This section contains the following subsections:
Cisco Client Extensions
The Cisco Client Extensions (CCX) software is licensed to manufacturers and vendors of third-party client devices. The CCX code resident on these clients enables them to communicate wirelessly with Cisco access points and to support Cisco features that other client devices do not, including those features that are related to increased security, enhanced performance, fast roaming, and power management.
The software supports CCX versions 1 through 5, which enables devices and their access points to communicate wirelessly with third-party client devices that support CCX. CCX support is enabled automatically for every WLAN on the device and cannot be disabled. However, you can configure Aironet information elements (IEs).
If Aironet IE support is enabled, the access point sends an Aironet IE 0x85 (which contains the access point name, load, number of associated clients, and so on) in the beacon and probe responses of this WLAN, and the device sends Aironet IEs 0x85 and 0x95 (which contains the management IP address of the device and the IP address of the access point) in the reassociation response if it receives Aironet IE 0x85 in the reassociation request.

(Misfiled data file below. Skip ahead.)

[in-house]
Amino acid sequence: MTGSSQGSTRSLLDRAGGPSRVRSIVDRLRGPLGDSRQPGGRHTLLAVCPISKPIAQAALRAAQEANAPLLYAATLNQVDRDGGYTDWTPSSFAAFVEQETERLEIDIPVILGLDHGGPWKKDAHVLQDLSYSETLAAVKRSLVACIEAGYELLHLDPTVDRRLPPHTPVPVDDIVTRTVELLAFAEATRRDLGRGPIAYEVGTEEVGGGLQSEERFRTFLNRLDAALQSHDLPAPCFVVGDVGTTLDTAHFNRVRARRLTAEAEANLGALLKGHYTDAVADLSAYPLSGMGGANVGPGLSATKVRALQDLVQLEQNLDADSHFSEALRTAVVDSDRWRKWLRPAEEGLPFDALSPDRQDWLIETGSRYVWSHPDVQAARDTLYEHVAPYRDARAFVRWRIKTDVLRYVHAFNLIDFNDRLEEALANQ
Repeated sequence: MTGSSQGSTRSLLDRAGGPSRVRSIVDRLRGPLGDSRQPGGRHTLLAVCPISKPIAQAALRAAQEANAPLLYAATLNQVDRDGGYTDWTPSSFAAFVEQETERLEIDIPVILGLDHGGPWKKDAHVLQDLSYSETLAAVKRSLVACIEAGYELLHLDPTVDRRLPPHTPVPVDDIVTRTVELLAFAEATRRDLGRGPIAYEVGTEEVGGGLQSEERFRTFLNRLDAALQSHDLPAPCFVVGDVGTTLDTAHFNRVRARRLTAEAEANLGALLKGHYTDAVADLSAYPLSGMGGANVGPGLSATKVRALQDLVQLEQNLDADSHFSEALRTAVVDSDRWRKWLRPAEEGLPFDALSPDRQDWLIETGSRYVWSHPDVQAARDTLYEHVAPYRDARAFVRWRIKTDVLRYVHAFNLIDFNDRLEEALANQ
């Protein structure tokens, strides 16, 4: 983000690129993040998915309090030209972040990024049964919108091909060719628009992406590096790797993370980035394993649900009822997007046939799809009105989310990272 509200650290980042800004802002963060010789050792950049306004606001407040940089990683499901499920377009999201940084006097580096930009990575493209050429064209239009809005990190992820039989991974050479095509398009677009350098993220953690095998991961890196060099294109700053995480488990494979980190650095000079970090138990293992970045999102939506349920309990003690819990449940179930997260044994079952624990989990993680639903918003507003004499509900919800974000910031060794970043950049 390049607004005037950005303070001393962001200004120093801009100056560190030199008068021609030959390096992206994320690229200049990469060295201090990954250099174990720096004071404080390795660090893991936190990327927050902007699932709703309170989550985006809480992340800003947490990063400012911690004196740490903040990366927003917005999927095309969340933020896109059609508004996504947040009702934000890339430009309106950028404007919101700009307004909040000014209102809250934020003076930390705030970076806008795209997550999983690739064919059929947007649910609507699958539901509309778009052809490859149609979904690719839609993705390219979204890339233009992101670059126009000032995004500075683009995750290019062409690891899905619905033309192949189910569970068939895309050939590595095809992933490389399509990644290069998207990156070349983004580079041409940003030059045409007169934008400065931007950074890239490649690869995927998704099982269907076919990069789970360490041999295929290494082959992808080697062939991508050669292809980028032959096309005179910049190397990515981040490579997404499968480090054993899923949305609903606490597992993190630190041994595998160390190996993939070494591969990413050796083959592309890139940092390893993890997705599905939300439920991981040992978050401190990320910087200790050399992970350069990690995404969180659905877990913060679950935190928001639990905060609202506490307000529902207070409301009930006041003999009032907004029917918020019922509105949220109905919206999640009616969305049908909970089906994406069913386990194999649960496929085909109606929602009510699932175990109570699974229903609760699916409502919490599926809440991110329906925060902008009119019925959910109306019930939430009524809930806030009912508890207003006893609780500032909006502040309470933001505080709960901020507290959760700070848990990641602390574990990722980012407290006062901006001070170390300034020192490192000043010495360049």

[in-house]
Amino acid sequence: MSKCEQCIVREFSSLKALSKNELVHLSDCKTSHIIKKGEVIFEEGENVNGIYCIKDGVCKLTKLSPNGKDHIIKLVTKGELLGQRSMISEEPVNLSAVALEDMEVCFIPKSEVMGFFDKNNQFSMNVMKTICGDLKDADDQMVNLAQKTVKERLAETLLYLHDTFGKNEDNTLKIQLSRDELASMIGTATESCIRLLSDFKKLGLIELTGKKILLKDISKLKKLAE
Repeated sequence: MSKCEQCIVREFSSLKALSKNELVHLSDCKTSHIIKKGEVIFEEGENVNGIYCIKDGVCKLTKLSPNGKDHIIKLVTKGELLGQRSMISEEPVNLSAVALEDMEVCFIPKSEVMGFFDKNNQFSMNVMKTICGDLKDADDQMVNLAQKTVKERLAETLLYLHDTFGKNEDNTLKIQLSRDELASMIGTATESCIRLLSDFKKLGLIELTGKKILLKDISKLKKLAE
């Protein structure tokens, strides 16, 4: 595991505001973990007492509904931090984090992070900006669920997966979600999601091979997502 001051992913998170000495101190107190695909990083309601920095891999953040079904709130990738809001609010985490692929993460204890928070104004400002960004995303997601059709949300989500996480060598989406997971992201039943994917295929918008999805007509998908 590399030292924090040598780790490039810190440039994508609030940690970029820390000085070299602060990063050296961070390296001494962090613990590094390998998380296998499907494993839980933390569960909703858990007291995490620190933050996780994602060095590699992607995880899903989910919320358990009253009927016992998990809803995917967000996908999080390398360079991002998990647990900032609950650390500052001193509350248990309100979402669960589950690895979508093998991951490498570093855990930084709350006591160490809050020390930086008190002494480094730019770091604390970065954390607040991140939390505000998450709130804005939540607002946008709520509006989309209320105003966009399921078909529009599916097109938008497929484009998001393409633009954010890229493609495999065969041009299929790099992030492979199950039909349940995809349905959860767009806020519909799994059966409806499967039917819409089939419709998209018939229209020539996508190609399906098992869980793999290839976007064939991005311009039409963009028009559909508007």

Peer-to-peer blocking is applied to individual WLANs, and each client inherits the peer-to-peer blocking setting of the WLAN to which it is associated. Peer-to-Peer enables you to have more control over how traffic is directed. For example, you can choose to have traffic bridged locally within the device, dropped by the device, or forwarded to the upstream VLAN.
Peer-to-peer blocking is supported for clients that are associated with local and central switching WLANs.
This section contains the following subsections:
You can choose a diagnostic channel to troubleshoot why the client is having communication problems with a WLAN. You can test the client and access points to identify the difficulties that the client is experiencing and allow corrective measures to be taken to make the client operational on the network. You can use the device GUI or CLI to enable the diagnostic channel, and you can use the device diag-channel CLI to run the diagnostic tests.
We recommend that you enable the diagnostic channel feature only for nonanchored SSIDs that use the management interface. CCX Diagnostic feature has been tested only with clients having Cisco ADU card